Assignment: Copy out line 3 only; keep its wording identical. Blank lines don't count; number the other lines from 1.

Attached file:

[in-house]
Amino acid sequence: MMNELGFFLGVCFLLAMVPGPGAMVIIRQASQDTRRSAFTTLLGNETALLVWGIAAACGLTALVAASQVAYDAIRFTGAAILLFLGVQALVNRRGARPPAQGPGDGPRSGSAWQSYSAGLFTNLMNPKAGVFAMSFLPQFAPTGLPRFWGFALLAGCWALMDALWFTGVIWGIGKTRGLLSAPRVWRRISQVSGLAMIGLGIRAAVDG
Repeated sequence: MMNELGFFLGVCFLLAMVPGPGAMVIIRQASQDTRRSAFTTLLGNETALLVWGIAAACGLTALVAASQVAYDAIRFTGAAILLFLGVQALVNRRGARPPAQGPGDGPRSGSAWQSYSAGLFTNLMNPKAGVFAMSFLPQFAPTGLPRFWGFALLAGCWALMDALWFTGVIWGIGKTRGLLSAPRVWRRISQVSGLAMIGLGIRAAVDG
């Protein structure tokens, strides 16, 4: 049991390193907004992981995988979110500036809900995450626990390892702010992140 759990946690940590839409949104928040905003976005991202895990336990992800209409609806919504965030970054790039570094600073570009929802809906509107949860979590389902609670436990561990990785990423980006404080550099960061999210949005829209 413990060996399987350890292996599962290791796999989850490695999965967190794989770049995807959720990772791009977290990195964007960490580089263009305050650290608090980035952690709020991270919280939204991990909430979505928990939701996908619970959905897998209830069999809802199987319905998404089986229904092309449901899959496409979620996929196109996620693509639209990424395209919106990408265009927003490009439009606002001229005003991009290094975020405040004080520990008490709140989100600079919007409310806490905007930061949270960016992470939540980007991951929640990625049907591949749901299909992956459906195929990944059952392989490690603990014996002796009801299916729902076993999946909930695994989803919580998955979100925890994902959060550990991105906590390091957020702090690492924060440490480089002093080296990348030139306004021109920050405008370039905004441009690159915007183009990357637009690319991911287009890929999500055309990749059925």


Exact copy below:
Repeated sequence: MMNELGFFLGVCFLLAMVPGPGAMVIIRQASQDTRRSAFTTLLGNETALLVWGIAAACGLTALVAASQVAYDAIRFTGAAILLFLGVQALVNRRGARPPAQGPGDGPRSGSAWQSYSAGLFTNLMNPKAGVFAMSFLPQFAPTGLPRFWGFALLAGCWALMDALWFTGVIWGIGKTRGLLSAPRVWRRISQVSGLAMIGLGIRAAVDG